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Steven Spielberg’s latest film drew crowds in droves for screenings at the Toronto International Film Festival. The Fablemans is an autobiographical love letter to his most formative years and the passions that saw him through his most difficult times. Sammy Fableman, (played chiefly by newcomer Gabriel LaBelle) falls in love with cinema at a very young age, and this film does a lot to convey just how precious of a device this has been for Spielberg, but the true majesty in this film stems from its deconstruction of his memories of his family.
Spielberg clarifies in the post-screening Q&A at TIFF that this film is in no way a swan song and he has not decided to retire, so worry not! That being said, this is his most personal work to date. Through his forthcoming depiction of his parents, dedicated fans may start stringing together common themes of parenthood from previous films. Indeed they all accumulate here, and instead of using the time spent on creating this film to craft an intimate farewell, he delved into this subject matter to give himself the space to reflect and unpack the events that shaped him as a man and artist.
The most challenging part, the director says, was the task of casting members of his family. He wanted to curate personalities that he felt a strong connection to so he could feel at home while staging these vignettes of his life for the world to see. The ensemble carries their weight not only in their individual performances but in the incredible feat of conveying the Fableman family as a succinct unit. LaBelle especially personifies an influence from both his father, who is a science-savvy technical thinker, and his mother who is a free spirit and an artist to her core. The duality he exemplifies as he grows from boy to man is a wonder to behold. LaBelle incorporates maturity and authenticity when Sammy goes through challenging experiences and balances them perfectly with unabashed joy when a camera is in his hands. The sweetness and comedy that’s baked in make the nearly 3-hour runtime fly by. The performances are all cohesive and compliment one another with precision, which is most important when portraying something as influential as a family. Through their nuanced performances, we can easily see what each character’s strengths and shortcomings are and how they all play into the larger picture of Sammy’s life.
Michelle Williams, who plays Mitzi Fableman (Leah Spielberg), has entered the awards conversation. She simply transforms in order to play a character with such complexity in a way that seems grounded in truth. It is apparent that Mitzi has an unnamed mood disorder that causes her to rapidly swing between fits of mania and depression, resulting in erratic behavior that drastically effects the disposition of her family. Williams is careful not to dawn this behavior in a way that comes off as a caricature of a mentally ill person, or even as an eccentric artist. She is simply a devoted mother who has an overflowing love for her family, expressing herself the only way she knows how while struggling to pursue her own happiness.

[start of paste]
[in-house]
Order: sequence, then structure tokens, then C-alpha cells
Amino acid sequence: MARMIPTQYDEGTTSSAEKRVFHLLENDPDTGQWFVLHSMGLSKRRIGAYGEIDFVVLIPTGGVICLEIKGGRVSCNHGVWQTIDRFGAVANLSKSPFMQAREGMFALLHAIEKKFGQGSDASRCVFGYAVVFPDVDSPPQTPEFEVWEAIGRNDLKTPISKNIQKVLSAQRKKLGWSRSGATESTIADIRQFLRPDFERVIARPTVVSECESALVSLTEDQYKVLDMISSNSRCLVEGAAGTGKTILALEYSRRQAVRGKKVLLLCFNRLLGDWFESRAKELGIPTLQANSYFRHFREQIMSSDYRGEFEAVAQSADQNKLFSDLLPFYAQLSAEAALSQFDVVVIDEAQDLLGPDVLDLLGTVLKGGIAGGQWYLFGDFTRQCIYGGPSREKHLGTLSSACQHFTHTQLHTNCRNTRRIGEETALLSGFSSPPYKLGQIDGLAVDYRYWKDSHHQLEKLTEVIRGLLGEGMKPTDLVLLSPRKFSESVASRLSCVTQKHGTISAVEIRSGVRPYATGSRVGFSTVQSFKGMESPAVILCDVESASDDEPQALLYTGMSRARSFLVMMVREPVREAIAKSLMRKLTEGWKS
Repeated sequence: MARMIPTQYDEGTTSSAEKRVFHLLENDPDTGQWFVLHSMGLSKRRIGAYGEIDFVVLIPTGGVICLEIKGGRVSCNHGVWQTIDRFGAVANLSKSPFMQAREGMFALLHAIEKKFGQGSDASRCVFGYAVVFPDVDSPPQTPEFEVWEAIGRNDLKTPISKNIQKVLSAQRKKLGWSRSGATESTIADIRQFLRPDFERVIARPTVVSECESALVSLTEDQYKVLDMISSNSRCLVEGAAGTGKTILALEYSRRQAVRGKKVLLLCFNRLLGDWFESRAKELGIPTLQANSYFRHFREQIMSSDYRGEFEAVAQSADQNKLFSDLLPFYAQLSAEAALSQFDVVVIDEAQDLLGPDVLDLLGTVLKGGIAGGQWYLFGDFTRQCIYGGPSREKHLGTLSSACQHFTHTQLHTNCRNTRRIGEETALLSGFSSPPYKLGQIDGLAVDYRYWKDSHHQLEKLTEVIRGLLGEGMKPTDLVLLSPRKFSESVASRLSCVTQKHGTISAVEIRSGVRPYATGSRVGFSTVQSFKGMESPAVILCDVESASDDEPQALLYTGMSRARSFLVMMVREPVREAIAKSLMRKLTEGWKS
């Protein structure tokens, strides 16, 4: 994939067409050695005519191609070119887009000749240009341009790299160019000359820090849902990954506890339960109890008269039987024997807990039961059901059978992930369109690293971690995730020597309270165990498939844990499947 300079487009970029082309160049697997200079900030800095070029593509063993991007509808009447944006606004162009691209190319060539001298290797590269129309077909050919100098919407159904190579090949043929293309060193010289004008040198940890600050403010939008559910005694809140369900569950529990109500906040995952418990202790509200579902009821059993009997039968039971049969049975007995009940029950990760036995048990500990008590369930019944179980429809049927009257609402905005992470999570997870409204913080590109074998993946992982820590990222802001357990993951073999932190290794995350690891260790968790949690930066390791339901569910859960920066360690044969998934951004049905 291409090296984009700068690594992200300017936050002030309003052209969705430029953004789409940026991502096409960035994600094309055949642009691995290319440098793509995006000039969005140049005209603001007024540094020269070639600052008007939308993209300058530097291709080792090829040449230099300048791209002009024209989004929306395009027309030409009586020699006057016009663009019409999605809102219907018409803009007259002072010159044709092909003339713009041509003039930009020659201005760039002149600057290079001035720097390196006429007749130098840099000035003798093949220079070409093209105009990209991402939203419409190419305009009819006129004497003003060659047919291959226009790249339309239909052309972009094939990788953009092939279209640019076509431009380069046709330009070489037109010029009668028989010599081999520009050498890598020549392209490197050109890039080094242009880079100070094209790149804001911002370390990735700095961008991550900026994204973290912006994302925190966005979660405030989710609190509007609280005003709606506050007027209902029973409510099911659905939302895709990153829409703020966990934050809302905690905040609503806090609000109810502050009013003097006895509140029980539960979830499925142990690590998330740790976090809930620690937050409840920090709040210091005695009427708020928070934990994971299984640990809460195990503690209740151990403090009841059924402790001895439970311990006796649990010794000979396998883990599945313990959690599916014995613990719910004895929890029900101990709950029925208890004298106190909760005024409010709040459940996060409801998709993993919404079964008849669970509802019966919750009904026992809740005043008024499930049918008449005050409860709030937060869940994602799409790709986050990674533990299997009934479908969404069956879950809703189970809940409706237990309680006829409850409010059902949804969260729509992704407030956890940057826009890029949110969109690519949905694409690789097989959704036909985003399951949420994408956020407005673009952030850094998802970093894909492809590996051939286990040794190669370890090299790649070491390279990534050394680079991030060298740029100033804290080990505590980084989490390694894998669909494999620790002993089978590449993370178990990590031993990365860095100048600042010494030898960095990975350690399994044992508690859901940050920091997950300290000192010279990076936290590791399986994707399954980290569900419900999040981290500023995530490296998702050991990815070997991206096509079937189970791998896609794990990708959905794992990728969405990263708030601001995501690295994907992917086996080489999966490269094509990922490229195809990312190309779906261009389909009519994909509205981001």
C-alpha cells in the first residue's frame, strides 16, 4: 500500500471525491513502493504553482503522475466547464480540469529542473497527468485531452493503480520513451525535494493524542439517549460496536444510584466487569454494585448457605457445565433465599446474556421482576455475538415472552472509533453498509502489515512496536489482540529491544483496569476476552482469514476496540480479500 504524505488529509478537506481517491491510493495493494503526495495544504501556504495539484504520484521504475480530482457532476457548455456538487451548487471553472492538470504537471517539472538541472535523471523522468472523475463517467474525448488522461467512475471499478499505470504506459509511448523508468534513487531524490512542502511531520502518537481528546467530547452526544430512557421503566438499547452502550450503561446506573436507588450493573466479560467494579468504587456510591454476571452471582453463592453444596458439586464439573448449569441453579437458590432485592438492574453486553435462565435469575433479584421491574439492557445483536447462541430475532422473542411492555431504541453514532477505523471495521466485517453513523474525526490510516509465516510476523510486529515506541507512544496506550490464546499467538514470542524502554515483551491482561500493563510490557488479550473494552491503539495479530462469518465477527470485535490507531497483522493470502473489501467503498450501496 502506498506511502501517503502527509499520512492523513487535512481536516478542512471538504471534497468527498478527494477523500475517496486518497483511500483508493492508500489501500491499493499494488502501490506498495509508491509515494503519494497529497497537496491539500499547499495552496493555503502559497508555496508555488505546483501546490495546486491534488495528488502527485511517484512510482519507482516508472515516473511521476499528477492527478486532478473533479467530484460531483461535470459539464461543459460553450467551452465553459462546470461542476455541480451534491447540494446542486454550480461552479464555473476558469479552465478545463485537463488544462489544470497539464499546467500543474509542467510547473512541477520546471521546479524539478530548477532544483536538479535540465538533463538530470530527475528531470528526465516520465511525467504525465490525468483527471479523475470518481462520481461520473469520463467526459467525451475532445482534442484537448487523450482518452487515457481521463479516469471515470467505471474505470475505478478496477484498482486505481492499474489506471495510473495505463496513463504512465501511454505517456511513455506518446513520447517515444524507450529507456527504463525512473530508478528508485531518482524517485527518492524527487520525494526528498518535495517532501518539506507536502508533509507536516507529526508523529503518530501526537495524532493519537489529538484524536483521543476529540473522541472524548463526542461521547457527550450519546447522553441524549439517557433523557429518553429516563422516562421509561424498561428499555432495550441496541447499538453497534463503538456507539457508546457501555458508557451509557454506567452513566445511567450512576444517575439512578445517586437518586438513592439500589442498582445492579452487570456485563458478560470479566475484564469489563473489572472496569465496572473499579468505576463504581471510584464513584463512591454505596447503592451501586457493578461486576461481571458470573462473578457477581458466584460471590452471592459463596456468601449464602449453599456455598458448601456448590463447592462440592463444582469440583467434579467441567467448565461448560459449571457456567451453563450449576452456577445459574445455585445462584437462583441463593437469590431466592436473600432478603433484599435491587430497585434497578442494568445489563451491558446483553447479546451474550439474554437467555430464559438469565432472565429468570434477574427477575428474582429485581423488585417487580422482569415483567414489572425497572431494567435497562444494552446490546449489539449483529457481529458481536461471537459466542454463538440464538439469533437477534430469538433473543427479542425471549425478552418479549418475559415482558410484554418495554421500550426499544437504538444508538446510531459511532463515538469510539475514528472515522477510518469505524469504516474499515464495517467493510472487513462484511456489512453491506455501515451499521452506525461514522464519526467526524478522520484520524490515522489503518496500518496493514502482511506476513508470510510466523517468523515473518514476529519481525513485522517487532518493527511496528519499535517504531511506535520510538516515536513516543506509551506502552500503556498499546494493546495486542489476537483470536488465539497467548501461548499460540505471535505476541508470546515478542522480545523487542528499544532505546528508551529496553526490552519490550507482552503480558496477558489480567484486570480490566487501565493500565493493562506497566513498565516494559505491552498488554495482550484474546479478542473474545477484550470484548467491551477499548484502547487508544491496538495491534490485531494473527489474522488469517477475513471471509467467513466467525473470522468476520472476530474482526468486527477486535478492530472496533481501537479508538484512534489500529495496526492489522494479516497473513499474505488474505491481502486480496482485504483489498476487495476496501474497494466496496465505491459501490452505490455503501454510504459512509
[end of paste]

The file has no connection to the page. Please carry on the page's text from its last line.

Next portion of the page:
The dynamic between Williams and Paul Dano, who plays Burt Fableman glides so evenly across the story that it is genuinely heartbreaking to watch it come to an end. Spielberg often speaks about needing to “put an alien between himself and his life” as sort of a coping mechanism, and that theme is delicately interspersed throughout this film, especially in the scene where his home life begins to unravel. Anti-semitism is also incorporated in Sammy’s high school years, but Spielberg had no intention for that theme to override the overall tone of the film, he simply includes it as an aspect of his growing up, but not a “governing force” of his life. The editing and shot choice in The Fablemans brings the story’s emotional tone to the surface in a way that doesn’t wack the audience over the head with its intentions. The film is composed in a way that thankfully avoids overwhelming sadness and stress, there is no melodrama, it is just honest.
For screenwriter Tony Kushner, this story is about “film as an unreliable friend”, and Fabelmans flawlessly conveys the rollercoaster of reflecting on your life through art. This film is cathartic, not only for Spielberg, but for anyone who relies on their art to help them cope, heal, control, express, and love. The unique flavor of this film is that it examines a troubled youth through an empathetic lens that only years of retrospection can offer. It doesn’t rely on tragedy to bear its weight. Instead, it embodies a wonderment that isn’t as popular in film these days, as though joy has gone out of style. The Fablemans is bright, bursting with color, and energy, and features a cast of characters that are always growing and learning.
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